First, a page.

What makes a film a holiday landmark? Not so much religious subject matter as much as its appeal for the whole family and audiences of all ages. This year, three high-budget films, Star Wars: The Last Jedi, the political thriller The Post and the musical The Greatest Showman, fit the bill.
The new Star Wars installment is one of the most highly anticipated film extravaganzas of the year. It begins with a desperate standoff of the forces of the Resistance against the First Order. Even if Star Wars is not your religion, this visually powerful sci-fi flick offers massive sets, complex characters and, most important, a twist of events centered on the battle of good versus evil.
Daisy Ridley reprises the role of Rey, one of the key characters of the Resistance, who finds Luke Skywalker on a remote island and uncovers the powers of the Jedi warrior. Ridley said that what attracted her to this story was the martial arts-type of fighting. She said the Jedi was reminiscent of the samurai and that warrior's code of ethics.
As Rey discovers her powers she grapples with her purpose in the battle between the Rebels and First Order. Kylo Ren, played by Adam Driver, the brooding, charismatic antihero and prospective leader of the Order, is also facing inner conflict.
Ultimately, 'a family story'
As the main heroes reckon with who they are, margins between good and evil are blurred. And if the philosophically charged plot does not satisfy you, something else in this film will, said Daisey Ridley. "Ultimately, it is a family story," she said. "But then, some people prefer the ships. Some people prefer the creatures. I hope there is much that will please a lot of people in The Last Jedi."
Mark Hamill, who reprises the much-anticipated role of Luke Skywaker, was overwhelmed by the scope of the film's production. "I'm telling you, I've never been on a set that opulent in my life, plus 150 extras in exotic makeup and prosthetics," he said. "They spared no expense!"
The cast is equally expansive, including first-generation cast members such as the late Carrie Fisher as General Leia Organa and Hamill. It would not be an exaggeration to say that newcomer filmmaker Rian Johnson has created the most riveting yet Star Wars episode, with a thought-provoking tale, stellar performances, great ensemble cast and a plot that is emotionally satisfying without being cliched.
The battle scenes are enhanced by the tightly paced drama and powerful cinematography. Naturally, the glorious sets and costumes help.
"I hope audiences come out of the theater wanting to run into their backyard, grab their Star Wars toys and start flying spaceships around. I hope it just feels like a great Star Wars movie, a fun Star Wars movie that takes you back to being 10 years old again," the filmmaker said.
Another big holiday movie focuses on a real-life political story that rocked America in the '70s.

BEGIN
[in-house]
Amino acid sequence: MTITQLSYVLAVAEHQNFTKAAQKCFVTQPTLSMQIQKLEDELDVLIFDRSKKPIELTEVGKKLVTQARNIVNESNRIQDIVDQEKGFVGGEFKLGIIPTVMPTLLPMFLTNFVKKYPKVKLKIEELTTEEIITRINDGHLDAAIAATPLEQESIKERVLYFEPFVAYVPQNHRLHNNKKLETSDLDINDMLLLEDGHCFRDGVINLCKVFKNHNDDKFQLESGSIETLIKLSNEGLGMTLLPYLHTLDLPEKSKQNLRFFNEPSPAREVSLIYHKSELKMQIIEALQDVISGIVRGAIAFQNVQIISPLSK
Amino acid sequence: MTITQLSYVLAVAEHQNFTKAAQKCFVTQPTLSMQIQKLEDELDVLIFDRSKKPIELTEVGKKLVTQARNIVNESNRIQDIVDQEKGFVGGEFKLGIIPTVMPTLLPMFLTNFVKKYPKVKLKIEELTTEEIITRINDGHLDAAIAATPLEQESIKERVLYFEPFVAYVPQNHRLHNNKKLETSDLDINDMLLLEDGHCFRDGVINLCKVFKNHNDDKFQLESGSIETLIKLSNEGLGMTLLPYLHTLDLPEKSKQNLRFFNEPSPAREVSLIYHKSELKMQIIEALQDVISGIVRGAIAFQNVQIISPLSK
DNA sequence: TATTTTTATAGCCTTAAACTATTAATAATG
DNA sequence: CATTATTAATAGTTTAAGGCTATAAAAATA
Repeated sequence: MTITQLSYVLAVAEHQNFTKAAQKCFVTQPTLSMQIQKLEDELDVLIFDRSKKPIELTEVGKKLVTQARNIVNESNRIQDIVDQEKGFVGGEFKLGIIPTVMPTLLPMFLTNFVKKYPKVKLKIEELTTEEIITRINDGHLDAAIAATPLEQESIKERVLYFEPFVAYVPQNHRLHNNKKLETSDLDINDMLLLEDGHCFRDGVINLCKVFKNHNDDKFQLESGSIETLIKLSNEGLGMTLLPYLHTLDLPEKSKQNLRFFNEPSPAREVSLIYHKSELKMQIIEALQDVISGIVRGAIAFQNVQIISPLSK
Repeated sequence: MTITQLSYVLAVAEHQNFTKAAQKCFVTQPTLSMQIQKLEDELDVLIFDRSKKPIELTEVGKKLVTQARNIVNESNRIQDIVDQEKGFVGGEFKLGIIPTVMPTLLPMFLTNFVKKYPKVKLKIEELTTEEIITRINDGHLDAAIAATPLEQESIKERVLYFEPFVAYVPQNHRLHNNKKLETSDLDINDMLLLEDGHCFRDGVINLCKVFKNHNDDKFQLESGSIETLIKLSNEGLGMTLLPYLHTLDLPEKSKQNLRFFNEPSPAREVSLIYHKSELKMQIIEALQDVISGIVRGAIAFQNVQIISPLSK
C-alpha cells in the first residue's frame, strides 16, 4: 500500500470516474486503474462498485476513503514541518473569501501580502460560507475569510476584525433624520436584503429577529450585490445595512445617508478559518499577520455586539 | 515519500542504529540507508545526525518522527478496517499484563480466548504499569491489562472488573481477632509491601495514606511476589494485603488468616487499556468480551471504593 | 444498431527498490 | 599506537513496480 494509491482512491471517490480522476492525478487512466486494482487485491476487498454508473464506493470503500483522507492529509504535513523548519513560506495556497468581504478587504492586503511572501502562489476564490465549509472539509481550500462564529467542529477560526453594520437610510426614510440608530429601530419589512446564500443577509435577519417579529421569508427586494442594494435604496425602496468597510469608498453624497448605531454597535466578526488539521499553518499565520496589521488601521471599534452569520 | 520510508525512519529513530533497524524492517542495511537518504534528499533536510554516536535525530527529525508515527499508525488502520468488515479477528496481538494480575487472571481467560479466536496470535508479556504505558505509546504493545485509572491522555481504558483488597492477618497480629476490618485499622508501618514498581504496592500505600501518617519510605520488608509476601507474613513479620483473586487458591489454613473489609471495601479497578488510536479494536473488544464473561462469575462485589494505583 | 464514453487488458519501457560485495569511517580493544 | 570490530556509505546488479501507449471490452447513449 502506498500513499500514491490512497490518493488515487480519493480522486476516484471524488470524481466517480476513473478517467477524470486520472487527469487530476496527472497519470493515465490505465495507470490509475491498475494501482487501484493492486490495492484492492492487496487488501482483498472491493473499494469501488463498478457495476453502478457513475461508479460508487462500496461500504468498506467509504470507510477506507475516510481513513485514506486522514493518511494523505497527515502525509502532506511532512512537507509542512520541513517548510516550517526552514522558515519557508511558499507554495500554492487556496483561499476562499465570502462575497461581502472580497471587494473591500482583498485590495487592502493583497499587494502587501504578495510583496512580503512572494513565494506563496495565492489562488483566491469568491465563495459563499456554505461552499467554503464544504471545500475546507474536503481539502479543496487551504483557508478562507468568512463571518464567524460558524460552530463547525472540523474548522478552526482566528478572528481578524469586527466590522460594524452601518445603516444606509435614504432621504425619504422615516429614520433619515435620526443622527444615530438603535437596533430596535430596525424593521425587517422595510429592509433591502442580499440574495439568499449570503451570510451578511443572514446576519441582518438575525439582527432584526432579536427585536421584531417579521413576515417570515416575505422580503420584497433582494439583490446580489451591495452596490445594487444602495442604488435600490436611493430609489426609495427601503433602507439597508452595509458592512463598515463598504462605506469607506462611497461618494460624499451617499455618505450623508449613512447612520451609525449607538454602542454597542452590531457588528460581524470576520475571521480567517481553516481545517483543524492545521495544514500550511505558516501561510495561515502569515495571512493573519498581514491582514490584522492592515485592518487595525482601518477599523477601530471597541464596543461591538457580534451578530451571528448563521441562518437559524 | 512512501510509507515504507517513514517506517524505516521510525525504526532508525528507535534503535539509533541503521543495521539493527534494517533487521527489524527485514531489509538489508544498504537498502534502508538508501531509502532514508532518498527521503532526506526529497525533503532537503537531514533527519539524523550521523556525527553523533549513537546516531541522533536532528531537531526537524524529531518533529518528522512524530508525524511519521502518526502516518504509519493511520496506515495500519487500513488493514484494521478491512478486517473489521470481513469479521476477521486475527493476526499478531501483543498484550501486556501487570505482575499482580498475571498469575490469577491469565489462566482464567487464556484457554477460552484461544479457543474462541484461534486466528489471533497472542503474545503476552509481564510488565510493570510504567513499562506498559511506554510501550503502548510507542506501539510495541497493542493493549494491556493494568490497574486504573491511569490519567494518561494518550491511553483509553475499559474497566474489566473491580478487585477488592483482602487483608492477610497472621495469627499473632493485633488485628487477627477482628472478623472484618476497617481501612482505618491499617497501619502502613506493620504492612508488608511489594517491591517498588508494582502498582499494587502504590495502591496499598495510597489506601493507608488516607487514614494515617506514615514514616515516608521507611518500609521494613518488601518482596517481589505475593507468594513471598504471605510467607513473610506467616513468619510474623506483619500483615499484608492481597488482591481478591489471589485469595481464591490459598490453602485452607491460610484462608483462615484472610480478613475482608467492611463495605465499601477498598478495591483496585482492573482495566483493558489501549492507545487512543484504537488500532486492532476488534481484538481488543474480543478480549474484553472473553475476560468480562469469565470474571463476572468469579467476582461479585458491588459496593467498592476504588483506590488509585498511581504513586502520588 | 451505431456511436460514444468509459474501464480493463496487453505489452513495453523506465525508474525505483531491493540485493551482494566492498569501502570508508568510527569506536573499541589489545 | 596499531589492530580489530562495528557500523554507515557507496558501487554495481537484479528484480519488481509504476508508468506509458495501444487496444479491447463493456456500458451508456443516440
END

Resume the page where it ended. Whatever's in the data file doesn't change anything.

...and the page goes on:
The Post, a critically acclaimed docudrama by Steven Spielberg, tells the story of how The Washington Post newspaper, at great risk, published excerpts of top-secret government documents describing the war in Vietnam as a lost cause and revealing that the U.S. government had lied about the extent of its involvement in the war in Indochina.
"It showed that we were fighting an illegal war. An unwinnable war. And yet we fought on," Spielberg said.
Meryl Streep has already received critical acclaim for her role as Washington Post publisher and socialite Katharine Graham, and Tom Hanks interprets the paper's prominent executive editor, Ben Bradlee.
The two offer a dynamic performance showcasing their often-contentious relationship as they argue over whether to publish excerpts of the secret documents, known as the Pentagon Papers — a move that could have destroyed the paper and everyone who worked for it.
This is a highly entertaining, tightly paced political drama that will appeal not only to fans of political thrillers who may reminisce about Alan J. Pakula's iconic All the President's Men, but also to many who may find the '70s political scene in the U.S. nation's capital eerily relevant to today as they listen to Hanks as Bradlee retort, "What will happen if we don't publish? We will lose. The whole country will lose!"
And from the musical film genre, Hugh Jackman takes center stage as The Greatest Showman. The film by Michael Gracey is based on the real life of showman P.T. Barnum who founded was was originally called Barnum & Bailey's Greatest Show on Earth.
Jackman plays the legendary Barnum as he rises from obscurity, recruits marginalized people with peculiar talents and creates a spectacular variety troupe. Michelle Williams plays Barnum's wife, Charity Barnum.
The film, a great spectacle of its own this yuletide season, delivers a message of acceptance for those who, no matter how different or odd they may look, exude a spark of genius. As P.T. Barnum says in the film, "No one ever made a difference by being like everyone else."